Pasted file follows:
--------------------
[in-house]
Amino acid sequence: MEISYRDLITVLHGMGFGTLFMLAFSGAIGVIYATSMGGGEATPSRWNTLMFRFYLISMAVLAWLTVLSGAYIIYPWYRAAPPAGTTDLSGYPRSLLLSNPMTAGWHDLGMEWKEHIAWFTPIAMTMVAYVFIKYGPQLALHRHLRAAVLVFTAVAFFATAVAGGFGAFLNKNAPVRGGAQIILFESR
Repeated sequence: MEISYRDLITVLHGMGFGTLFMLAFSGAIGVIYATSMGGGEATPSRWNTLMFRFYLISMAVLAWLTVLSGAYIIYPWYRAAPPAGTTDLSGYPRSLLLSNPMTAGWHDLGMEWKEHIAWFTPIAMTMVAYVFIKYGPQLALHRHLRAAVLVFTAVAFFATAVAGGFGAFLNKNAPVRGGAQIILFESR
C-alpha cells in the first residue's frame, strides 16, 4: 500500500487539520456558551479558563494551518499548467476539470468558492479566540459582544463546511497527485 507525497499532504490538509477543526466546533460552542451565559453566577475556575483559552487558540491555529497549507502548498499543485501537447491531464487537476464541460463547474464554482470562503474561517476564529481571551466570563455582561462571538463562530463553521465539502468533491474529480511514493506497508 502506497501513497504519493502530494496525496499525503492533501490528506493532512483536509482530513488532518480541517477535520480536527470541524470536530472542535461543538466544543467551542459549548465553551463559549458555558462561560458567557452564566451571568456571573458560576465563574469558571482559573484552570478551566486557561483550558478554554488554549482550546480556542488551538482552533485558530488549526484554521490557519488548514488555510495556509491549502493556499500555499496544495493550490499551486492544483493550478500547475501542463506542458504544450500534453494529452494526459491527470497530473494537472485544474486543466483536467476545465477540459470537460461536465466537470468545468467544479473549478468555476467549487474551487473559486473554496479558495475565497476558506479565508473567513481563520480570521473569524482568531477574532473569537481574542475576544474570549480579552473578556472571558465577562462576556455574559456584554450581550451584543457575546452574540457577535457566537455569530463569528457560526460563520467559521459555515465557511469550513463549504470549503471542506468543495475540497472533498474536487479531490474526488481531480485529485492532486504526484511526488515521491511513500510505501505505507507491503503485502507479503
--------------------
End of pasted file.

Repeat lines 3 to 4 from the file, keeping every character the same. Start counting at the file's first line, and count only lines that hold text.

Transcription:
Repeated sequence: MEISYRDLITVLHGMGFGTLFMLAFSGAIGVIYATSMGGGEATPSRWNTLMFRFYLISMAVLAWLTVLSGAYIIYPWYRAAPPAGTTDLSGYPRSLLLSNPMTAGWHDLGMEWKEHIAWFTPIAMTMVAYVFIKYGPQLALHRHLRAAVLVFTAVAFFATAVAGGFGAFLNKNAPVRGGAQIILFESR
C-alpha cells in the first residue's frame, strides 16, 4: 500500500487539520456558551479558563494551518499548467476539470468558492479566540459582544463546511497527485 507525497499532504490538509477543526466546533460552542451565559453566577475556575483559552487558540491555529497549507502548498499543485501537447491531464487537476464541460463547474464554482470562503474561517476564529481571551466570563455582561462571538463562530463553521465539502468533491474529480511514493506497508 502506497501513497504519493502530494496525496499525503492533501490528506493532512483536509482530513488532518480541517477535520480536527470541524470536530472542535461543538466544543467551542459549548465553551463559549458555558462561560458567557452564566451571568456571573458560576465563574469558571482559573484552570478551566486557561483550558478554554488554549482550546480556542488551538482552533485558530488549526484554521490557519488548514488555510495556509491549502493556499500555499496544495493550490499551486492544483493550478500547475501542463506542458504544450500534453494529452494526459491527470497530473494537472485544474486543466483536467476545465477540459470537460461536465466537470468545468467544479473549478468555476467549487474551487473559486473554496479558495475565497476558506479565508473567513481563520480570521473569524482568531477574532473569537481574542475576544474570549480579552473578556472571558465577562462576556455574559456584554450581550451584543457575546452574540457577535457566537455569530463569528457560526460563520467559521459555515465557511469550513463549504470549503471542506468543495475540497472533498474536487479531490474526488481531480485529485492532486504526484511526488515521491511513500510505501505505507507491503503485502507479503